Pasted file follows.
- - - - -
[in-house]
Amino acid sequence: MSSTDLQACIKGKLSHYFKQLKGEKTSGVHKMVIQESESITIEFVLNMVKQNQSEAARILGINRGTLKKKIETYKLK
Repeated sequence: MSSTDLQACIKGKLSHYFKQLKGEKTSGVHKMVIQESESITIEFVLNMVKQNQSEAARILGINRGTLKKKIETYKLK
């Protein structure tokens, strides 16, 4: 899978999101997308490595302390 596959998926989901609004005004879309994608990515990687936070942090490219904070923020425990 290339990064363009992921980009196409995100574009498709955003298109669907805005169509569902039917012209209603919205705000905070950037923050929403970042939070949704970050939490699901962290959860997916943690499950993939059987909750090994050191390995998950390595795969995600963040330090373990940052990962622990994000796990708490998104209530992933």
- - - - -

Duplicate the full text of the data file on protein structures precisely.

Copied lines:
[in-house]
Amino acid sequence: MSSTDLQACIKGKLSHYFKQLKGEKTSGVHKMVIQESESITIEFVLNMVKQNQSEAARILGINRGTLKKKIETYKLK
Repeated sequence: MSSTDLQACIKGKLSHYFKQLKGEKTSGVHKMVIQESESITIEFVLNMVKQNQSEAARILGINRGTLKKKIETYKLK
């Protein structure tokens, strides 16, 4: 899978999101997308490595302390 596959998926989901609004005004879309994608990515990687936070942090490219904070923020425990 290339990064363009992921980009196409995100574009498709955003298109669907805005169509569902039917012209209603919205705000905070950037923050929403970042939070949704970050939490699901962290959860997916943690499950993939059987909750090994050191390995998950390595795969995600963040330090373990940052990962622990994000796990708490998104209530992933």